• That fearful of all food is actually part of the plot of a YA/kids trilogy called The Last Wild by Piers Torday, where among other things in a rather nasty future all food has been replaced by factory-produced paste!!

  • Interesting read Zoë. I always feel when reading about the association between UPF and poor outcomes, for those that believe UPF are causative there doesn’t seem to be much attempt at a scientific model to explain the cause, and those that are mooted tend to betray the bias of the hypothesiser, thus the believers in the diet heart hypothesis and the vegans tend to blame the salt and the saturated fat, while those leaning more towards low carb/keto/carnivore will blame the seed oils and the refined carbohydrates, or just carbohydrates in general. Basically, UPF contains so many variables, it is probably impossible to pin down a culprit, which is why I like studies that concentrate on individual chemicals, like Robert Lustig’s work on removing fructose and only fructose from obese children’s diet, and replacing it with a calorie equivalent amount of starch, and showing a benefit (improved insulin resistance, improved fatty liver, reduced blood pressure, improved lipids) just from removing fructose.
    Looking at poor health outcome associations in proportion to how much UPF the people eat is a fairly pointless exercise because you don’t know which element(s) of upf to blame.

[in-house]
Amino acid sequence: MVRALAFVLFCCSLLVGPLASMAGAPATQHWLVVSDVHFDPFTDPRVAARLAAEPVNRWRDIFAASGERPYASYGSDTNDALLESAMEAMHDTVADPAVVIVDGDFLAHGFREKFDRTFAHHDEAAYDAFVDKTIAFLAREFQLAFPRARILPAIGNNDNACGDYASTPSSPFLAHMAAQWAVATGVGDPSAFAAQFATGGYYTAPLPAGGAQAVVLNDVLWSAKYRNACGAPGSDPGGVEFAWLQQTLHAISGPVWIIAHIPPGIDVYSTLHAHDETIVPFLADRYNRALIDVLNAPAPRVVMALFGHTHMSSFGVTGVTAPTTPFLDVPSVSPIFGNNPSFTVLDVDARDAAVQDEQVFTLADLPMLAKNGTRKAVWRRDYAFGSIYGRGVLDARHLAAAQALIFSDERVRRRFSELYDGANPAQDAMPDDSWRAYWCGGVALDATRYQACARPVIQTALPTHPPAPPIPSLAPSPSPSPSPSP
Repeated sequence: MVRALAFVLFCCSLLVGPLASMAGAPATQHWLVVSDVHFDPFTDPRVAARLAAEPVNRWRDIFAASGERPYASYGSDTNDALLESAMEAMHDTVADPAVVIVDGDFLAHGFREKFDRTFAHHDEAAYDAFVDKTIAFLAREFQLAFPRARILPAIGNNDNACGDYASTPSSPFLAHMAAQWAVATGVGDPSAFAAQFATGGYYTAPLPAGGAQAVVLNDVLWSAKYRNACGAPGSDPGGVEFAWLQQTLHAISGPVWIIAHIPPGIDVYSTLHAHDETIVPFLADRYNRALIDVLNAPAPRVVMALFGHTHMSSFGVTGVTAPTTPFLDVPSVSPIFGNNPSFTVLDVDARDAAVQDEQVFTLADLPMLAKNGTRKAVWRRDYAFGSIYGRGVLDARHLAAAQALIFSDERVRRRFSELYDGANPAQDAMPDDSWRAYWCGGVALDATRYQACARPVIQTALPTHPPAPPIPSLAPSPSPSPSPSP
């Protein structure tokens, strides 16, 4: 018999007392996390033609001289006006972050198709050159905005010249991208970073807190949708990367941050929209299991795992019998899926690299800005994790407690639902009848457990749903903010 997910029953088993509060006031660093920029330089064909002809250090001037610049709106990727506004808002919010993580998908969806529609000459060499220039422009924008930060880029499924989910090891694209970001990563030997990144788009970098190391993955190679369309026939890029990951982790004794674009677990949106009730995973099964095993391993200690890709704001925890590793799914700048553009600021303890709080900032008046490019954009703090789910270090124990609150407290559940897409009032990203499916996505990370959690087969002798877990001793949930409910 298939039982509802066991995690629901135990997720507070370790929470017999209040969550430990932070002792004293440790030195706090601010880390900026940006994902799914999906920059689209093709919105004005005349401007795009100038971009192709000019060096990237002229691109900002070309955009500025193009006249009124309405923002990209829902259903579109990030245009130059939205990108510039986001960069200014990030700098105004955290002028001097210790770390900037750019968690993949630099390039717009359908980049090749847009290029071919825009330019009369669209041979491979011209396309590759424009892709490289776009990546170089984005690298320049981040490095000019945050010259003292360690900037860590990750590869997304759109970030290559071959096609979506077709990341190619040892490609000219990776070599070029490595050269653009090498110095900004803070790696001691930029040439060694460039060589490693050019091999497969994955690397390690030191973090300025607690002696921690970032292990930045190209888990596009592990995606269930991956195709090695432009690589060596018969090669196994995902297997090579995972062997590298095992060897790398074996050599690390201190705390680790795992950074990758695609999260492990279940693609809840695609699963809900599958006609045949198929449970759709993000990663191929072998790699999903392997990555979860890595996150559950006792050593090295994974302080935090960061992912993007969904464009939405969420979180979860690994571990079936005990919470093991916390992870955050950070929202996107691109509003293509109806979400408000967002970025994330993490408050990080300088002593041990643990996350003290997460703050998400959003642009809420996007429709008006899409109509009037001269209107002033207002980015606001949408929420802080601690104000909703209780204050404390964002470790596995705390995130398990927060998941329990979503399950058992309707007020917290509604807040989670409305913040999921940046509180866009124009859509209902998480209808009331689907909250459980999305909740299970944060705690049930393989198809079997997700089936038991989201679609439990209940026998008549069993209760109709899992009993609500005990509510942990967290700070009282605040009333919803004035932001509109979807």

You may argue that if it stops people eating UPF that is a good thing, but there may be some UPF that are relatively harmless, but you will never know because they are all lumped together in one group.

    • Hi Meddyg
      Great points, as ever.
      I must admit, UPFs baffle me a bit, as I expect them to be bad but the evidence doesn’t show that. But then I can’t recall a single nutritional study that gets anywhere near the double required to start thinking about causation.
      I was chatting this through with his husbandness and came to the conclusion that the issue is the whole unhealthy lifestyle. As I mentioned towards the end of the note. Perhaps we shouldn’t adjust for the smoking, sedentary behaviour etc – look at the whole unhealthy person together and see how bad it is. Anecdotally we know it’s bad because this is the person in the doctor’s waiting room.
      Best wishes – Zoe

    • Hopefully chocolate will fall into the relatively harmless category!